The framework allows the development of one abstracted java game code using its Layers, Sounds APIs and the jbox2d as the physics engine, while keeping the Game Loop concepts.
Here we go into the details of how to get your game up and running using PlayN:
Note: previous maven experience would be of great help. PlayN requires Maven 3.x
Follow the Getting Started wiki page. NOTE: you need to add android properties of the version and sdk path to the main maven pom file file playn/pom.xml in the <properties> tag
I recommend developing on eclipse using the m2eclipse (maven to eclipse) plugin, Google Plugin for Eclipse and Android Plugin for Eclipse and importing the playn folder as a maven project. (This will import many playn-* projects)
For new project creation with jbox2d physics engine enabled, I have been unsuccessful to generate a new project with jbox2d dependency from maven or eclipse using the playn architecture type.
So, I copied the showcase sample to mygame folder and changed the <artifactId> and <name> in the mygame/pom.xml to:
and in the nested projects (core, html, flash, android) changing the <parent>, <artifactId> and <name> in their pom.xml files.
After finishing the development of the game on the JVM, you would want to test it against HTML, Flash and Android.
I tried and succeeded testing against JVM, HTML and Android.
Some commands I frequently use (on the directory of the project):
- ant run-java (Runs the game on the JVM)
- ant run-devmode (Runs the game in the GWT development mode, so we can see the logs and exceptions, if any. However the frame-rate is extremely low for real testing).
- ant run-html (Compiles the code using GWT for production).
- ant clean && mvn clean (clean the project files).
Steps followed to get your Android version of the game to work:
First, I followed the Android Ports wiki page of playn. Again, didn’t seem to be working, as dependencies weren’t found. I followed these steps to create an Android project
- Create new Android project with 2.3.3 as the target sdk. (e.g. mygame-android).
- In your AndroidManifest.xml, put in the <manifest> tag:
<uses-sdk android:minSdkVersion="6" android:targetSdkVersion="10" />
<uses-permission android:name="android.permission.WAKE_LOCK" />
and in the <activity> tag:
And in the activity
Leave the syntax errors for now, we will fix them later.
- $ cd mygame-android
- $ mkdir lib
- $ cp playn/android/target/playn-android-1.0-SNAPSHOT.jar lib/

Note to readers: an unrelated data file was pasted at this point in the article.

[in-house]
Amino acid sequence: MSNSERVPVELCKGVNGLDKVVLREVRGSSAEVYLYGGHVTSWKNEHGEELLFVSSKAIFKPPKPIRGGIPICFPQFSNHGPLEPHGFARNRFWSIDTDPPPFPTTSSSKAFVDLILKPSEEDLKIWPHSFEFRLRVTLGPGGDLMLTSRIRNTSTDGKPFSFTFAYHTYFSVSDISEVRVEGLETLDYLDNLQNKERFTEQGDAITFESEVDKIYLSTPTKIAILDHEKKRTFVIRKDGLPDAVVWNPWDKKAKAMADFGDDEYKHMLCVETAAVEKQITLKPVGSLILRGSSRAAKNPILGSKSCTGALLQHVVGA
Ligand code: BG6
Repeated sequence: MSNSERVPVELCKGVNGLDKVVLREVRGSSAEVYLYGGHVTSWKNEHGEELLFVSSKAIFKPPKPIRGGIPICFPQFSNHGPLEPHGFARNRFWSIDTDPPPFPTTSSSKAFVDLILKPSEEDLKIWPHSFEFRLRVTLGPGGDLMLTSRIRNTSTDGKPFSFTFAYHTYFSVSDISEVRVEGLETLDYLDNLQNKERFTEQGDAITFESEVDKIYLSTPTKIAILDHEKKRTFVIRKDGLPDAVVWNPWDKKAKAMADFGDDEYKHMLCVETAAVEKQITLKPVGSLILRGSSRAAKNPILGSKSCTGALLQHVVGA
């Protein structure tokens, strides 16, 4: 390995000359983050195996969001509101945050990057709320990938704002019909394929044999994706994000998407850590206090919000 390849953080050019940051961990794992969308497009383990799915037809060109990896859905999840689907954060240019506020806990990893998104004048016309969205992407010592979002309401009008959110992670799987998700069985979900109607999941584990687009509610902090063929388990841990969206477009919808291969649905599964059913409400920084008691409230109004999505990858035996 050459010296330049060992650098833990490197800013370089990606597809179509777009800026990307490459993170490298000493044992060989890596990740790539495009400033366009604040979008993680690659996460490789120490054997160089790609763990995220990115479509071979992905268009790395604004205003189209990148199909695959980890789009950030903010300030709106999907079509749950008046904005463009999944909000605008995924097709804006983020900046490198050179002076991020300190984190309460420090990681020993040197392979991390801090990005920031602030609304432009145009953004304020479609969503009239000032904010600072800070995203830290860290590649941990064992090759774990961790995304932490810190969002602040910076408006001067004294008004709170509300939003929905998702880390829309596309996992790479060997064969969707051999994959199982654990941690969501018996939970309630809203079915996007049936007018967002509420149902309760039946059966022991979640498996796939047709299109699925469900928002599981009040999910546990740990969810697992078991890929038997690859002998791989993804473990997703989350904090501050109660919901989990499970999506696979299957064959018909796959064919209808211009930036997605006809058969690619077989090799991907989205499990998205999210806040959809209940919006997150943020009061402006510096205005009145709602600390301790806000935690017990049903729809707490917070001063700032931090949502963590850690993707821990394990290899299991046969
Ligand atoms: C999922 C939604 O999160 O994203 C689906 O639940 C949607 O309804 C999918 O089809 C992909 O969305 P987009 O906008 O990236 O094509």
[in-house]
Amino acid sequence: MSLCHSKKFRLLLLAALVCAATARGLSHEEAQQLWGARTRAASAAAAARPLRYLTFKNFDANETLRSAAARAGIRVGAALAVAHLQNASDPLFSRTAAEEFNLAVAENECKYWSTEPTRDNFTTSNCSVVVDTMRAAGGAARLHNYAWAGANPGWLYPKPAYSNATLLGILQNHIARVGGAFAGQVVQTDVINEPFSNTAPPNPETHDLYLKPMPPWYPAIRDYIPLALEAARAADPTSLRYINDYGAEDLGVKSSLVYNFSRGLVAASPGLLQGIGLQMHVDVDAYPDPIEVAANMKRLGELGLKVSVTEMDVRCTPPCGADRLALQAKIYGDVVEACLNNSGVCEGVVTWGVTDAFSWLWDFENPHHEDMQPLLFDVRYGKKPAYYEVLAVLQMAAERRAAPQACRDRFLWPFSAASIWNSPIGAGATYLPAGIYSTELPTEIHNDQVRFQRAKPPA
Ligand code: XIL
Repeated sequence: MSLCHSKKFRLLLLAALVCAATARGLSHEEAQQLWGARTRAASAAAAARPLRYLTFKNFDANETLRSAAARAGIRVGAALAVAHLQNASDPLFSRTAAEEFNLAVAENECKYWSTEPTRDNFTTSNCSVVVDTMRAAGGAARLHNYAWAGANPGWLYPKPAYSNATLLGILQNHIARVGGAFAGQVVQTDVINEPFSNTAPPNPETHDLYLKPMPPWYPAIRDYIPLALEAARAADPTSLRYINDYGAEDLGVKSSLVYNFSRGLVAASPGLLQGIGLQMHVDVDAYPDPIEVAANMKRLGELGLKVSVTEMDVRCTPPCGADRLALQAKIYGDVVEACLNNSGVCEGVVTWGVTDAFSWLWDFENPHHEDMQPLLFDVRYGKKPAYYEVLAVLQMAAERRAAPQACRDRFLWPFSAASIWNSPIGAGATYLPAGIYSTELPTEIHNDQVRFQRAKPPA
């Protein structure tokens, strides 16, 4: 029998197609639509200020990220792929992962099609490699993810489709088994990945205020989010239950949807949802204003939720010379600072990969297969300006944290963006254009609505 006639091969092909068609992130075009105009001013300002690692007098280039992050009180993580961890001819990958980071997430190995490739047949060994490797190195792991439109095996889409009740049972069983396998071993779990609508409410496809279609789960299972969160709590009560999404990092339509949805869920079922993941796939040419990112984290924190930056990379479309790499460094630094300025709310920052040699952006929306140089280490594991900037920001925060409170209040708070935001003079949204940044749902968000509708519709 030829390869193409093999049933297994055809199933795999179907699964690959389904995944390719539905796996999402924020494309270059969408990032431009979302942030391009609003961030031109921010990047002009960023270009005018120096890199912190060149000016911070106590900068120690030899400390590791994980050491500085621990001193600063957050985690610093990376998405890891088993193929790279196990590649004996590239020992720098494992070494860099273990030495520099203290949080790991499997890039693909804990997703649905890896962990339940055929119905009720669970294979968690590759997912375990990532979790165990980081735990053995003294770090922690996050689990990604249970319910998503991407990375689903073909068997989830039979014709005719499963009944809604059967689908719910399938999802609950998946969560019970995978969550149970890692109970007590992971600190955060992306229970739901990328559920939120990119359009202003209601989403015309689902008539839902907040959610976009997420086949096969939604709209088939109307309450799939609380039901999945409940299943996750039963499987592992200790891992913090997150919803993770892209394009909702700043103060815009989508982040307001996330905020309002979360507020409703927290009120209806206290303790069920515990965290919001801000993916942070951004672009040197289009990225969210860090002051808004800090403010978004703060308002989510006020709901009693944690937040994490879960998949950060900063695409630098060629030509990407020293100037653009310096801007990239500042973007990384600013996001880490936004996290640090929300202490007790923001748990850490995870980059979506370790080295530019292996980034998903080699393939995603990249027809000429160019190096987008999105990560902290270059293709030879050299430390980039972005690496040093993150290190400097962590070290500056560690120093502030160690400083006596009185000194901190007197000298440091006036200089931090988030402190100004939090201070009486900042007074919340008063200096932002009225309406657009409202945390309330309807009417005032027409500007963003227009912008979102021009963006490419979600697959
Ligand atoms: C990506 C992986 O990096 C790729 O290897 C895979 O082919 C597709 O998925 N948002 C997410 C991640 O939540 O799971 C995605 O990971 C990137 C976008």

- $ cp playn/java/target/playn-java-1.0-SNAPSHOT.jar lib/
- $ cp playn/android/lib/pythagoras-1.1-SNAPSHOT.jar lib/
- $ cp -rf playn/android/libs .
- Open mygame-android project’s Properties. If not, click on the Java Build Path selection. Under the Sources tab, you should already have two sources: mygame-src and mygame-res. In addition to this, you will need to add a Linked Source to the playn-android source. Hit the Linked Source… button and browse to the .playn/android/src folder for the Linked Folder Location. Call the Folder Name playn-android-src or something simliar.
- Do step 8 again: link playn/core/src to playn-core-src and link mygame/src to mygame-src.
- In your mygame folder create new folder called “assets” to hold the resources your game needs. (OpenGL needs 3 asset files we will copy soon).
- $ mkdir -p mygame-android/assets/playn/android/
- $ mkdir -p mygame-android/assets/playn/showcase
- $ cp playn/android/src/playn/android/tex-fragment-shader.txt mygame-android/assets/playn/android/
- $ cp playn/android/src/playn/android/vertex-shader.txt mygame-android/assets/playn/android/
- $ cp playn/android/src/playn/android/color-fragment-shader.txt mygame-android/assets/playn/android/
- Link to your resources in the path stated above in your activity playn/showcase/resources:
$ ln -s mygame/core/src/playn/showcase/resources mygame-android/assets/playn/showcase/resources
Tips and tricks:
- Avoid using either java.util.Timer and java.util.TimerTask or GWT’s single threaded timer into your game, If you really need Timer, you need to do your own Timer and updating it in your update method to trigger events.
- Avoid references to device-specific (or GWT-only) classes in your game code.
- Make sure you plan your controls around different input schemes. (e.g. most Android games shouldn’t be working with keyboard input).
Authored by: Mostafa Eweda @MostafaEweda